Tissues were passed around the congregation before the service started.

Beth Sholom Temple in Stafford was the fullest Rob Jobrack, president of the temple’s board of directors, said he had ever seen on Saturday evening, for an interfaith vigil for the victims of last week’s deadly shooting at Tree of Life Synagogue in Pittsburgh.

“We decided that this is not a memorial service, but a vigil,” said Beth Sholom’s rabbi, Jennifer Weiner. “We have cried too many tears for too many tragedies over the years. We need to be together now.”

Before her stood 11 candles, one for each person killed in the attack on the synagogue one week ago.

Each candle had been lit from the havdalah flame that had just marked the end of Shabbat, the seventh day of the Jewish week, observed from sunset on Friday to Saturday evening—so that the peace of this Shabbat, rather than the violence of the previous one, could go with the victims, Weiner said.

“Last Shabat, our holy time was shattered,” Weiner said. “Tonight, we gather as a community to stand up to hate.”

Leaders of other local faith communities—Episcopalian, Catholic, Presbyterian, Baptist, Unitarian, Muslim and others—came forward one by one or in pairs to light each candle.

“It is heartening and encouraging to see people of so many different faiths here,” said Jobrack at the beginning of the vigil. “I want to say how grateful I am to all of you for being here.”

Rev. Joe Hensley, rector of St. George’s Episcopal Church, spoke following the lighting of the havdalah candle and a song ushering in the new week and closing the period of shiva, the traditional Jewish seven-day period of mourning after a death.

“We must do the work in good times to prepare for bad times,” he quoted. “It’s clear from the amount of people here that work has been done. We must come together to mourn the dead and reassure each other that we are still here.”

“We stand opposed to anyone who would use faith of any kind as a target to kill,” Hensley continued. “Hatred of any kind is not a path to the peace we seek.”

Weiner spoke about being at Beth Sholom last Saturday and suddenly feeling strongly that she needed to go to her office. There she heard voicemails from family and friends telling her what was happening in Pittsburgh and then learned that one of the victims, Joyce Feinberg, was the relative of a friend.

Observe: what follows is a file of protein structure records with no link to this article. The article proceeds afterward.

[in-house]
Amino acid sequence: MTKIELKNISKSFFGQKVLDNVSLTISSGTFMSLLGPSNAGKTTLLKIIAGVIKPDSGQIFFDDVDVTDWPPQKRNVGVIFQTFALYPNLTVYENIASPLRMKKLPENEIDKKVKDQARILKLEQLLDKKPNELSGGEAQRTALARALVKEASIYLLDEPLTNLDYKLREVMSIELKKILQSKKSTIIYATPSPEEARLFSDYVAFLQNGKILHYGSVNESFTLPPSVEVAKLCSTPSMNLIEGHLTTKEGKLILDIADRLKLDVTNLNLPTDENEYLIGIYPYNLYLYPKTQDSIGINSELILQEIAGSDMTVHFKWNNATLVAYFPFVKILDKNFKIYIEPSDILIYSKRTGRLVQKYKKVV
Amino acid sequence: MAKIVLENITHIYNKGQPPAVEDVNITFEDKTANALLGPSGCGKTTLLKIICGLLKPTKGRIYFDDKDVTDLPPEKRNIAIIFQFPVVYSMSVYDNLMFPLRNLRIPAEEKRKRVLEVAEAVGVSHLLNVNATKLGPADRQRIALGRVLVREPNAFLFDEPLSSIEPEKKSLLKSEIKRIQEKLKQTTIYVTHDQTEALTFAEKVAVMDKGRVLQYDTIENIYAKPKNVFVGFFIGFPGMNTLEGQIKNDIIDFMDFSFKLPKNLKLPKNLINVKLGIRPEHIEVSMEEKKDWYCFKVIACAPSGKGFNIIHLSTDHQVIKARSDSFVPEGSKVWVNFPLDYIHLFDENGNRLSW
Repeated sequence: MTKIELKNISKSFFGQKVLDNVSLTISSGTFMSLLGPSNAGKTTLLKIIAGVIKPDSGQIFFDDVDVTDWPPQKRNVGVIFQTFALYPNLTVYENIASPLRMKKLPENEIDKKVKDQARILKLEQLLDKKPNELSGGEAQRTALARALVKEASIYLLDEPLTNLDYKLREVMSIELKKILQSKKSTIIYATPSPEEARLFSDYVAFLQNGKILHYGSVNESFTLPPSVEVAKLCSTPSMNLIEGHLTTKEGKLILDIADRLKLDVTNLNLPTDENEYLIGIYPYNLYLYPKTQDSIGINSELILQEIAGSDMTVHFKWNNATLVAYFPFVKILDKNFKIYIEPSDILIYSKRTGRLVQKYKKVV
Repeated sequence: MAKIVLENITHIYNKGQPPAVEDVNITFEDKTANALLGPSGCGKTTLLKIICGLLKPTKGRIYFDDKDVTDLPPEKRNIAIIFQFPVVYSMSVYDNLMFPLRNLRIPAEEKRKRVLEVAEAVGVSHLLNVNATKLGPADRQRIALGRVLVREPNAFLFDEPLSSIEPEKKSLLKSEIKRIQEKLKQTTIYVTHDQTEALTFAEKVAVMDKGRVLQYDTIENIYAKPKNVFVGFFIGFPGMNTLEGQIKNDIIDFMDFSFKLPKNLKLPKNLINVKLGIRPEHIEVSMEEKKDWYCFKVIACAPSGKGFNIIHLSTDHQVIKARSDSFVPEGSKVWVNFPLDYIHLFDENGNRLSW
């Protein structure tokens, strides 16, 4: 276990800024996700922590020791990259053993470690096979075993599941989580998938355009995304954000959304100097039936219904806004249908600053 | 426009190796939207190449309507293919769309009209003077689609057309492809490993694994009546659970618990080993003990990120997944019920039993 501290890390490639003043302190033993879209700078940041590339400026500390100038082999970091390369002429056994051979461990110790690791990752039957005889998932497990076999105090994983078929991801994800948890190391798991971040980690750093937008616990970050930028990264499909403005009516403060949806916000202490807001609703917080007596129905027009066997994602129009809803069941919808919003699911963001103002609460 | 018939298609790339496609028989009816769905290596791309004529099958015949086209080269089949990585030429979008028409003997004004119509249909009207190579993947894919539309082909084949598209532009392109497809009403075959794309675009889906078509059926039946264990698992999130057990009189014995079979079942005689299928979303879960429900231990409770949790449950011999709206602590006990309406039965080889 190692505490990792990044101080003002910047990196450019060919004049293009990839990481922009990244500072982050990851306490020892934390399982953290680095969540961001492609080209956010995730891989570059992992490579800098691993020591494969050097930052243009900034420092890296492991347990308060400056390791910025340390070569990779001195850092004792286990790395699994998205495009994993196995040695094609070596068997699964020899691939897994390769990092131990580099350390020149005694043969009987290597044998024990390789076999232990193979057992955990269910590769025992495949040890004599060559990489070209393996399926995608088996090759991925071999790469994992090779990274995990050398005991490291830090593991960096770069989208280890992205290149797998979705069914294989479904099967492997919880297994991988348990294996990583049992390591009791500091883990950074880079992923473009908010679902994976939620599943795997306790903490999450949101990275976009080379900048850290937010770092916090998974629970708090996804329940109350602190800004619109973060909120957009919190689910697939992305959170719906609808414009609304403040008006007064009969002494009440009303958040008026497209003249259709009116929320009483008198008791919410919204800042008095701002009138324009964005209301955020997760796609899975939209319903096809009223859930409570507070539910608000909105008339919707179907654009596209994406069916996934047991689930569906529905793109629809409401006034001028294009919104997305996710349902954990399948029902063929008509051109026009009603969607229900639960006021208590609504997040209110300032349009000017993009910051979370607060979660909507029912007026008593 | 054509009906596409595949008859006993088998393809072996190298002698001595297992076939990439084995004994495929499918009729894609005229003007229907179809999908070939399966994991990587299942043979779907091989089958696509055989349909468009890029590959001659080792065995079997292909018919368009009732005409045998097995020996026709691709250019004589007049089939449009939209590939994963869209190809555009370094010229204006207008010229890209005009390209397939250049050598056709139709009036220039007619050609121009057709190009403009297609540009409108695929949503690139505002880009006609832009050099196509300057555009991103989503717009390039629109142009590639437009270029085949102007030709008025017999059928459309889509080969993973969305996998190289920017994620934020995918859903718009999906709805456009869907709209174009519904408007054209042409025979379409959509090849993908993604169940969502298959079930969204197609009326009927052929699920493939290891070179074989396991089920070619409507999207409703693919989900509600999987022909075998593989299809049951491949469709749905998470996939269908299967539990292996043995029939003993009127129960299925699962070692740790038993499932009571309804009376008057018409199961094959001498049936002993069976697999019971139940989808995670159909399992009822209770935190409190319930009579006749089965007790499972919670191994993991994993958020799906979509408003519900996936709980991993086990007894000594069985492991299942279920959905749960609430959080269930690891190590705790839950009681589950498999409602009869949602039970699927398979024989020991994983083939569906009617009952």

“It was that moment when it becomes not just ‘them,’ but ‘that one,’” Weiner said.

She said Feinberg was someone you knew would support you through difficult times, “a little piece of home” to everyone she met.

“Like her, we all need to stand up and tell everyone in this world, ‘Here I am. I am here for you,’ ” Weiner said.

After Weiner led the congregation in saying the Mourner’s Kaddish, a prayer that she explained thanks God for the holiness of each person, Jobrack spoke again.

“This is a time when every Jew in America wonders, was this event a weird, tragic interruption or a harbringer of things to come?” he said. “History has not been kind to us. It has almost never ended well. Is this the start of another bad ending?”

Then he asked fellow Jews to look around the room at those from different faith traditions gathered with them.

“I believe this country is better than Germany in the 1930s or 13th-century Spain,” Jobrack said. “I believe we can break the cycle.”

We all need to stand up and tell everyone in this world, “Here I am. I am here for you.” RABBI JENNIFER WEINER

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Adele Uphaus-Conner: 540/735-1973

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